Unamused Bouche

Image source: bonchan - Shutterstock

What's going on?

Fresh data out from the United Nations (UN) on Friday showed that food prices jumped to a record high last month.

What does this mean?

The world’s been getting hangry about food prices for a while now: harvests were disrupted by bad weather last year, and those dwindling supplies haven’t kept up with the post-lockdown bounceback in demand. But the Ukraine war has poured fuel on the fire: the country is the top exporter of sunflower oil in the world, and accounts for around 30% of the global wheat trade alongside Russia. That’s to say nothing of the damage the conflict has done to global trade more broadly. Put it together, and a UN index that tracks global food prices climbed 13% higher last month than the month before – meaning it’s now jumped more than 50% since mid-2020.

Why should I care?

Zooming in: The US is mealy-mouthed.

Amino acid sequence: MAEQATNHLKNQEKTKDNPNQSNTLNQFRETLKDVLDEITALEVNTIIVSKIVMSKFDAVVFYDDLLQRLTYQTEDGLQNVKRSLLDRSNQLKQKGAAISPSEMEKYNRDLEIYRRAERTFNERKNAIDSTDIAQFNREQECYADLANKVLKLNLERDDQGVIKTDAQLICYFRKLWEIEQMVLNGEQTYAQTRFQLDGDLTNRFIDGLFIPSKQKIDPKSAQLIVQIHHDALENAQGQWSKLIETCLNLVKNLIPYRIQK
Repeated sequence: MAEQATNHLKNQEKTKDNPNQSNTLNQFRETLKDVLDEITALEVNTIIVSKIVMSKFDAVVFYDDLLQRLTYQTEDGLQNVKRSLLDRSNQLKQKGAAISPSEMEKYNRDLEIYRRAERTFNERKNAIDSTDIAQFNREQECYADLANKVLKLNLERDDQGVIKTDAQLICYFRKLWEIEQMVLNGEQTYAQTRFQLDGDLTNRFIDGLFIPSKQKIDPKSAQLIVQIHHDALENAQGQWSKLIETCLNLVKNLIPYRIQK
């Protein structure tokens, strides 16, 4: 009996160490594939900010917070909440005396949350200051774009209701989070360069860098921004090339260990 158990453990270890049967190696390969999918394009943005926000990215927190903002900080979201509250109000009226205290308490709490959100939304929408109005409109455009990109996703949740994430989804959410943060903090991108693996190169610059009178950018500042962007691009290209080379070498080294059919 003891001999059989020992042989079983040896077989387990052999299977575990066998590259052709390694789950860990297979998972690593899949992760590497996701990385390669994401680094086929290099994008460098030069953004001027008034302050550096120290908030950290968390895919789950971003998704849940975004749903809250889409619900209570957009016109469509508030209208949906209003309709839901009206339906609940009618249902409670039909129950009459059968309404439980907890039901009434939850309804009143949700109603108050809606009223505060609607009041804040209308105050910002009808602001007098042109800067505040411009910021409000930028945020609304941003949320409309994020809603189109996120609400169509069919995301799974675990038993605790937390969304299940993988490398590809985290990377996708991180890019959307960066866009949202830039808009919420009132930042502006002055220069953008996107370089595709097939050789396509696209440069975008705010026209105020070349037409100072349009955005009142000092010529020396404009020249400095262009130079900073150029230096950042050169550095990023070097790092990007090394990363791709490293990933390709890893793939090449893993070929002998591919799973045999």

The UN has been vocal about the fact that the situation could get even dicier, especially now that some countries are limiting exports so they can feed themselves. The US, for its part, has floated the idea that Australia and India would be able to cover around half as much of Ukraine and Russia’s wheat output if they just upped exports. As for what it’s planning to do, the country’s reportedly thinking about the possibility of investing something sometime, maybe?

The bigger picture: Cheap and not-so-cheerful.
Brits are feeling the effects: data out last week showed that UK grocery spending was lower last month than it was in March 2021. Shoppers are swapping big-name brands for cheaper alternatives too, with sales of white-label goods on the rise. That might be why Lidl and Aldi – two German discount stores that have made waves in the UK specializing in own-brand products – were among the only retailers to gain market share last month.

Originally posted as part of the Finimize daily email.

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